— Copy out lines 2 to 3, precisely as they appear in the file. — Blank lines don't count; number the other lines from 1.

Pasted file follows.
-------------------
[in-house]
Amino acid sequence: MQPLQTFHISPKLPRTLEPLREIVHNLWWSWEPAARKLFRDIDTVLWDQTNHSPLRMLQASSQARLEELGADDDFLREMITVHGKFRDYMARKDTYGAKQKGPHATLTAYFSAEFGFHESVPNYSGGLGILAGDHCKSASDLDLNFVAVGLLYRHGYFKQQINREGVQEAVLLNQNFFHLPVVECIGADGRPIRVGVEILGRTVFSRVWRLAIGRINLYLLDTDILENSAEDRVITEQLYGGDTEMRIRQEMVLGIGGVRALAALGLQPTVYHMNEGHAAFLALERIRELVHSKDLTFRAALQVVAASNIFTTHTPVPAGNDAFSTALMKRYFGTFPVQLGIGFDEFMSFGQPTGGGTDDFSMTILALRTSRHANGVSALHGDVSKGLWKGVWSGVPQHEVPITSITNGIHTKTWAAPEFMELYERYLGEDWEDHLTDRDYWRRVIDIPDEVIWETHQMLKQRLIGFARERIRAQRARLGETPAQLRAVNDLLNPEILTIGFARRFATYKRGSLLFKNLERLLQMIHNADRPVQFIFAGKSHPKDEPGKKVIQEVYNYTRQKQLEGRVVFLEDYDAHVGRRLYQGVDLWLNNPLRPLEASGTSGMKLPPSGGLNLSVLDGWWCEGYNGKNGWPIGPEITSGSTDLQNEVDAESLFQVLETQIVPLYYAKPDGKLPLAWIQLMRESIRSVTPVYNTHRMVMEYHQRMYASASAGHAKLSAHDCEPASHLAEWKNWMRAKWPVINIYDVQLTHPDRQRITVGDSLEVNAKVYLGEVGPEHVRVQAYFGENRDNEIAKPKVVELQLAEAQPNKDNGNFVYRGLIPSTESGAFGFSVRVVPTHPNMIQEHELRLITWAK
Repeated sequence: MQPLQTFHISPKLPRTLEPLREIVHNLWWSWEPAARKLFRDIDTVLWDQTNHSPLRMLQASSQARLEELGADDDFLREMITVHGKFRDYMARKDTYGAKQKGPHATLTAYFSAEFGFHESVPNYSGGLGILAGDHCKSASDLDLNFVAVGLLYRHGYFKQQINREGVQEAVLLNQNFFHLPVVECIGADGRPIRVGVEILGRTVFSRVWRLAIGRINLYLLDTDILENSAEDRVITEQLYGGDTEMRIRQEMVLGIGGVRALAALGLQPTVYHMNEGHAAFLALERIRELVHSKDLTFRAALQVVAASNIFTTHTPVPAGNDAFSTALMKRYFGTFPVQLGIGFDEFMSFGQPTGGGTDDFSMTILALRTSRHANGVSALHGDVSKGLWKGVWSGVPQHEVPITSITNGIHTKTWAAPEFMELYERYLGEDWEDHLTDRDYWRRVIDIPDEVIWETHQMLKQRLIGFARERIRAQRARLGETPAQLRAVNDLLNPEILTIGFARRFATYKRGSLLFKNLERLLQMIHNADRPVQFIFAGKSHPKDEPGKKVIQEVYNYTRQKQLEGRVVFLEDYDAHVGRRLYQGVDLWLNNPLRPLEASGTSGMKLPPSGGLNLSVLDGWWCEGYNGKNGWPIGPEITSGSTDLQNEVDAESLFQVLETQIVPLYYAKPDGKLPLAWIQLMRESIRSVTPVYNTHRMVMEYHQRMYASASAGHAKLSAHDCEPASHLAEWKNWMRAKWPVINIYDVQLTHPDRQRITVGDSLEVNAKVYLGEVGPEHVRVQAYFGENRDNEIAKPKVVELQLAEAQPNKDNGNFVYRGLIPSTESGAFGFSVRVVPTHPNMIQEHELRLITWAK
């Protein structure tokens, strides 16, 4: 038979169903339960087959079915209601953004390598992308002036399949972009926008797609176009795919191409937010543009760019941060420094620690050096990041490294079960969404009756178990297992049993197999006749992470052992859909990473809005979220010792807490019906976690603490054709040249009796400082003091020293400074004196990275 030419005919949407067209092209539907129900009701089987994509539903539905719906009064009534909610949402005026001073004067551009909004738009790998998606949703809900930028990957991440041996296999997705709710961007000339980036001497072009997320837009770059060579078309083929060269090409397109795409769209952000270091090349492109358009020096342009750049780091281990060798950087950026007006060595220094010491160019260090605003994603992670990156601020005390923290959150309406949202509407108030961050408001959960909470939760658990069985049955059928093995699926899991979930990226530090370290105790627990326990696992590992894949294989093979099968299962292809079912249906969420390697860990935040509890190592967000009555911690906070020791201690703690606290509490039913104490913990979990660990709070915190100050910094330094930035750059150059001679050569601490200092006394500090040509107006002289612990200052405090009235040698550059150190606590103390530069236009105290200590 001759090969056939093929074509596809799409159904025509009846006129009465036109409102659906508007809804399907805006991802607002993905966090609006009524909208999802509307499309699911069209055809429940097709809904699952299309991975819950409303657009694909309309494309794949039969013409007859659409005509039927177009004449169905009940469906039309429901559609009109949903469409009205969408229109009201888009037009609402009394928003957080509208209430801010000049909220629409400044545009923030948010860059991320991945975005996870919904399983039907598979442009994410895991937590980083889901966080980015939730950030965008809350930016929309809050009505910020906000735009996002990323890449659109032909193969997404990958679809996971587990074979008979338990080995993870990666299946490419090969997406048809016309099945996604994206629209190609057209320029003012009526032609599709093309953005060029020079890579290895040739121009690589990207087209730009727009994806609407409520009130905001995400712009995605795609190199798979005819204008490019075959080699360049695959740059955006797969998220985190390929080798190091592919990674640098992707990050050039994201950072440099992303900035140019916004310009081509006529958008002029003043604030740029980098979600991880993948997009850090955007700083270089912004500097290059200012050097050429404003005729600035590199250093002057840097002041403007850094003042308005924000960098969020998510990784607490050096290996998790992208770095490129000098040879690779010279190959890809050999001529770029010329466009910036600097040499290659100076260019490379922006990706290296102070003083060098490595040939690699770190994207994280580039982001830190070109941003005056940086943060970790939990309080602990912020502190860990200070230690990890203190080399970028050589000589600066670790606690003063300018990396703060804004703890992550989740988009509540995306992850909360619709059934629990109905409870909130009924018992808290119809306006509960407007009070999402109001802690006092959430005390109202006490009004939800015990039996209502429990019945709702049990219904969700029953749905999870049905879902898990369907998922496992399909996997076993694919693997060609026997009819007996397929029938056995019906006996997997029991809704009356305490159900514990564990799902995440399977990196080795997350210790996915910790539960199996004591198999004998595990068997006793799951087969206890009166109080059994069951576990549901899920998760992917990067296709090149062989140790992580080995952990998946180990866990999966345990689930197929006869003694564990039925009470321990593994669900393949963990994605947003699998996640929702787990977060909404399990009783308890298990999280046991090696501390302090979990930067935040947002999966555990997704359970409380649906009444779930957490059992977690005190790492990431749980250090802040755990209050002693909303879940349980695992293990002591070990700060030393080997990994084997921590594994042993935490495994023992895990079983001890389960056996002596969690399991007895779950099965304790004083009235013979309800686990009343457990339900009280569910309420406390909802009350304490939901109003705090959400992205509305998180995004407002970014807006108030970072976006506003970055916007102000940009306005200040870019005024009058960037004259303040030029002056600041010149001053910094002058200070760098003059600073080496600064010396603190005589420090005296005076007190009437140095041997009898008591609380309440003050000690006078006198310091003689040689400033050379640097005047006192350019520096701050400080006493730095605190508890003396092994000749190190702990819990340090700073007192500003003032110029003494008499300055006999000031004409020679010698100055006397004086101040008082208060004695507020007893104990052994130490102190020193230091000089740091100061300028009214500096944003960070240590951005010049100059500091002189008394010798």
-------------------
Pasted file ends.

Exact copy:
Amino acid sequence: MQPLQTFHISPKLPRTLEPLREIVHNLWWSWEPAARKLFRDIDTVLWDQTNHSPLRMLQASSQARLEELGADDDFLREMITVHGKFRDYMARKDTYGAKQKGPHATLTAYFSAEFGFHESVPNYSGGLGILAGDHCKSASDLDLNFVAVGLLYRHGYFKQQINREGVQEAVLLNQNFFHLPVVECIGADGRPIRVGVEILGRTVFSRVWRLAIGRINLYLLDTDILENSAEDRVITEQLYGGDTEMRIRQEMVLGIGGVRALAALGLQPTVYHMNEGHAAFLALERIRELVHSKDLTFRAALQVVAASNIFTTHTPVPAGNDAFSTALMKRYFGTFPVQLGIGFDEFMSFGQPTGGGTDDFSMTILALRTSRHANGVSALHGDVSKGLWKGVWSGVPQHEVPITSITNGIHTKTWAAPEFMELYERYLGEDWEDHLTDRDYWRRVIDIPDEVIWETHQMLKQRLIGFARERIRAQRARLGETPAQLRAVNDLLNPEILTIGFARRFATYKRGSLLFKNLERLLQMIHNADRPVQFIFAGKSHPKDEPGKKVIQEVYNYTRQKQLEGRVVFLEDYDAHVGRRLYQGVDLWLNNPLRPLEASGTSGMKLPPSGGLNLSVLDGWWCEGYNGKNGWPIGPEITSGSTDLQNEVDAESLFQVLETQIVPLYYAKPDGKLPLAWIQLMRESIRSVTPVYNTHRMVMEYHQRMYASASAGHAKLSAHDCEPASHLAEWKNWMRAKWPVINIYDVQLTHPDRQRITVGDSLEVNAKVYLGEVGPEHVRVQAYFGENRDNEIAKPKVVELQLAEAQPNKDNGNFVYRGLIPSTESGAFGFSVRVVPTHPNMIQEHELRLITWAK
Repeated sequence: MQPLQTFHISPKLPRTLEPLREIVHNLWWSWEPAARKLFRDIDTVLWDQTNHSPLRMLQASSQARLEELGADDDFLREMITVHGKFRDYMARKDTYGAKQKGPHATLTAYFSAEFGFHESVPNYSGGLGILAGDHCKSASDLDLNFVAVGLLYRHGYFKQQINREGVQEAVLLNQNFFHLPVVECIGADGRPIRVGVEILGRTVFSRVWRLAIGRINLYLLDTDILENSAEDRVITEQLYGGDTEMRIRQEMVLGIGGVRALAALGLQPTVYHMNEGHAAFLALERIRELVHSKDLTFRAALQVVAASNIFTTHTPVPAGNDAFSTALMKRYFGTFPVQLGIGFDEFMSFGQPTGGGTDDFSMTILALRTSRHANGVSALHGDVSKGLWKGVWSGVPQHEVPITSITNGIHTKTWAAPEFMELYERYLGEDWEDHLTDRDYWRRVIDIPDEVIWETHQMLKQRLIGFARERIRAQRARLGETPAQLRAVNDLLNPEILTIGFARRFATYKRGSLLFKNLERLLQMIHNADRPVQFIFAGKSHPKDEPGKKVIQEVYNYTRQKQLEGRVVFLEDYDAHVGRRLYQGVDLWLNNPLRPLEASGTSGMKLPPSGGLNLSVLDGWWCEGYNGKNGWPIGPEITSGSTDLQNEVDAESLFQVLETQIVPLYYAKPDGKLPLAWIQLMRESIRSVTPVYNTHRMVMEYHQRMYASASAGHAKLSAHDCEPASHLAEWKNWMRAKWPVINIYDVQLTHPDRQRITVGDSLEVNAKVYLGEVGPEHVRVQAYFGENRDNEIAKPKVVELQLAEAQPNKDNGNFVYRGLIPSTESGAFGFSVRVVPTHPNMIQEHELRLITWAK